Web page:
Is it currently possible to do a full recovery of a Jetson Nano using a Windows 10 PC without using a Linux VM of any kind?
I know it’s easy to use the NVidia provided script file to do the full recovery using Ubuntu, but I don’t know if it’s possible to do this from a pure Windows environment.
What I want to be able to do is to create a stand alone device that plugs into a PC to download data collected, and to update the Neural Network models. Where the device was typically updated via existing SW upgrade solutions like what RidgeRun sells.
But, where the device also has a full recovery mode where a Windows based PC based application could do a complete total upgrade of the image on the eMMC of the production level Jetson Module
I’ve done some searching around, and i haven’t found anything. Sure I could use a Ubuntu VM, but I’m looking for something more straight forwards. Isn’t it just a disk image? Or is it more complicated than that?
I can’t answer that due to we only use the tool - Etcher to get the image write on SD card at Windows environment, no further activities/investigation with Windows. May other developers share their experiences.
If you are working on an SD card you can pretty much do everything from Windows (assuming you don’t need to create an ext4 filesystem…working with a binary clone of ext4 is just data, creating ext4 is the realm of Linux). A recovery mode Jetson of any kind is a different story. When in recovery mode the Jetsons are custom devices, and not bulk storage. So far as I know there is only a single program which understands and works with a recovery mode Jetson: The driver package.
The driver package itself uses binary executables which run only on Linux.
The Problem with trying to flash a Jetson from within a virtual machine is that during the process the device is ejected and that interrupts the device pass-through. As a result it really must* be done on bare metal by installing Ubuntu.
It’s not very hard to set up a dual boot system to do this, however. If you run into any trouble, feel free to ask. There are probably hundreds of years worth of combined dual boot experience on the forum here.
Linuxdev’s suggestion to use a SD card instead is a good one if you really want to avoid Linux. You can master an sd card image from within the virtual machine using SDK manager and associated tools and flash the resulting image either by passing through a usb device (not really recommended) or moving that image to some shared storage and flashing from any native OS.
Really any application that can write an image to a block device will work to flash an SD card image, from dd to etcher to gnome-disks… likely even mac os disk utility, but etcher is probably a better option since on all platforms I have used it does a verification pass as well.
*there is supposedly a work around involving passing through the device a second time, after it is ejected, but I wouldn’t trust this in a production environment.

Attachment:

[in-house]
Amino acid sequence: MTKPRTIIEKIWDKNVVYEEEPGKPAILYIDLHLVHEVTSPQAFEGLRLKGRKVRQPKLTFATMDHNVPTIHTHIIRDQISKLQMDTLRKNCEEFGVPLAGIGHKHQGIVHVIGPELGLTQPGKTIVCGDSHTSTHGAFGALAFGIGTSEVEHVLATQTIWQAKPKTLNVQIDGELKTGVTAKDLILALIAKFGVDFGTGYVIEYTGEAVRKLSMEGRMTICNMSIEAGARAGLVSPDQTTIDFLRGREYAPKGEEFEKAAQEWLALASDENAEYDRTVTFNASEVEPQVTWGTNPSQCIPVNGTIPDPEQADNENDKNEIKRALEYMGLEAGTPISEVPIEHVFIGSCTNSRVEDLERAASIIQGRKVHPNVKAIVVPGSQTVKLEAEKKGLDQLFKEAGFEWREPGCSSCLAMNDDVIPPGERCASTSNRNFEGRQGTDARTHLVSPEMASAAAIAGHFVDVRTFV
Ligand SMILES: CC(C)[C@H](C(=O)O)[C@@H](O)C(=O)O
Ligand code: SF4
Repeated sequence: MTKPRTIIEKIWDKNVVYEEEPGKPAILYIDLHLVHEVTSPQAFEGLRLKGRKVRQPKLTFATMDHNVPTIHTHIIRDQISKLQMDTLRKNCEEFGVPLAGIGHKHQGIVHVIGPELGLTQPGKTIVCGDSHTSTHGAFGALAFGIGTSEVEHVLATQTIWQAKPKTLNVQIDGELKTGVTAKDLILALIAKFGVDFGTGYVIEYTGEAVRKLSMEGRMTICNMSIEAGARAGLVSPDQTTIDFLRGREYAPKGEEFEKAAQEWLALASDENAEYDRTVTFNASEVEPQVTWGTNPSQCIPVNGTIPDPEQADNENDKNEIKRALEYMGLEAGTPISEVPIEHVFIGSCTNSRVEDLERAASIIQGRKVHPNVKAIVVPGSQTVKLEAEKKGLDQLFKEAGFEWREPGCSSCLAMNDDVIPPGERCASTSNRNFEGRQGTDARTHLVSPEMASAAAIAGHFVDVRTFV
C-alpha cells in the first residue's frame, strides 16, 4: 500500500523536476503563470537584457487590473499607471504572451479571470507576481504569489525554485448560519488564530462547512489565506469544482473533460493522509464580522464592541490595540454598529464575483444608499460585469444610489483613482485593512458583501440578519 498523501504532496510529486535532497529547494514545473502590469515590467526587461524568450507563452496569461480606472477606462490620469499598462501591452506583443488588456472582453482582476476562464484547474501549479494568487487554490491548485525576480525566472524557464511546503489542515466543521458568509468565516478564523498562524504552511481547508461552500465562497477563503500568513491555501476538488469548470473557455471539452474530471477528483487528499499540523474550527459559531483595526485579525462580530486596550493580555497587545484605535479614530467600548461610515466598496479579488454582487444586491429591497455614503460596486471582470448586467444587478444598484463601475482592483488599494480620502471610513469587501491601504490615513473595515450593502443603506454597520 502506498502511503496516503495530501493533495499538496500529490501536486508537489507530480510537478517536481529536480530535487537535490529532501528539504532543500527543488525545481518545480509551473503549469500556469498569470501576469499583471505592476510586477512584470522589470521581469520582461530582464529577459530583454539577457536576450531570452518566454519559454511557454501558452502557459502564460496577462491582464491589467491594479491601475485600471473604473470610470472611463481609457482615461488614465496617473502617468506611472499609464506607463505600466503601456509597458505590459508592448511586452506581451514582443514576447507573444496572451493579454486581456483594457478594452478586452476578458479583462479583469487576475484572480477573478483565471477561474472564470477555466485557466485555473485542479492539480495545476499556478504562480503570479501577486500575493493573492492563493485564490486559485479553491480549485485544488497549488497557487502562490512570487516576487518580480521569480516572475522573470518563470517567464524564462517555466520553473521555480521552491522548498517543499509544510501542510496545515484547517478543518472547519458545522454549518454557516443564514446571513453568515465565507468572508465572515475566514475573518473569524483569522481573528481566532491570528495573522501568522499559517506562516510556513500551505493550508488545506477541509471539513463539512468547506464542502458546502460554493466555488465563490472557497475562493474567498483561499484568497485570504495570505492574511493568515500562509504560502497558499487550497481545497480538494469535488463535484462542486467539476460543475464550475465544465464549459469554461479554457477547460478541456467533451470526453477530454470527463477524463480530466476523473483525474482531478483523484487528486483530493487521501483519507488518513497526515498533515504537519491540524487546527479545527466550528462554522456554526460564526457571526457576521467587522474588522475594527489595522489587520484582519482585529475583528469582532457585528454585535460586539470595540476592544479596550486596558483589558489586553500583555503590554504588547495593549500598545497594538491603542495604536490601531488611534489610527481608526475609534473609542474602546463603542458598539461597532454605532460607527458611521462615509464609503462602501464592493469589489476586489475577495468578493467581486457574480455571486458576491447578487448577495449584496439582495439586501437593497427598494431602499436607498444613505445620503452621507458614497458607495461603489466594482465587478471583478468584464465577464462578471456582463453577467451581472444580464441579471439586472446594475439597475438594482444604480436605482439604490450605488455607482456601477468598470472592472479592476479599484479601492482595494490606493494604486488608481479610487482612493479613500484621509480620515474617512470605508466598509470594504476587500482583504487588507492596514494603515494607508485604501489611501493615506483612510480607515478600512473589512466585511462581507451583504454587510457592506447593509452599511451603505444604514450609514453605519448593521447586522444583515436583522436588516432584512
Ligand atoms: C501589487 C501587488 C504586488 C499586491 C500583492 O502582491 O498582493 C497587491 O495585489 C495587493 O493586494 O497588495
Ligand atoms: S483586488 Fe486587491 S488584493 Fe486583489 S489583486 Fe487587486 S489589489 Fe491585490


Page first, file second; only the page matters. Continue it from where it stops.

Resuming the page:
I want to clarify that I’m looking into how I would design a product to sell to an end customer. I can’t expect the end customer to have a Ubuntu workstation or for a VM to be a feasible solution even if it did work.
There needs to be a windows driver, and a mechanism for a Windows based PC to update the Jetson Nano to make something like this practical.
From the discussion so far it doesn’t seem like there is so I’m going to consider this possible path to be non-viable.
You have few options. I do not have a production module personally, but I believe it can boot off SD card just like the development module can. Flashing to the integrated flash is optional. If your customer needs to update, they need only flash a sd card (from any os) and insert it. Preferably this is only done once, by you, prior to shipping your product because…
That would be the least preferable way to update, since it’s a lot of manual labor, and it would overwrite everything on the sd card. Thanks to Linux for Tegra being Debian based, you can set up over the air updates by adding your own apt repository to the image you make for your customer. then you publish debian packages containing your software to your update server (after testing, of course) and your customers can update your software from there using unattended-upgrades (which you can set up on the image you master for them initially).
Requiring your customers to update the device seems like a lot of labor for them, no? Plus they might never do it, leading to more compromised IOT devices. Would it not be preferable for them to just plug your device in and have it work out of the box with minimal setup at all – having updates automatically performed?
I see. A SD card is out of the question for your purposes? If that’s the case, I am unaware of any way to flash the emmc without using SDK manager and flash.sh in Linux. You could read the script, figure out what it does, and probably port it to Windows yourself, but so far I’m not aware of anybody who has done so.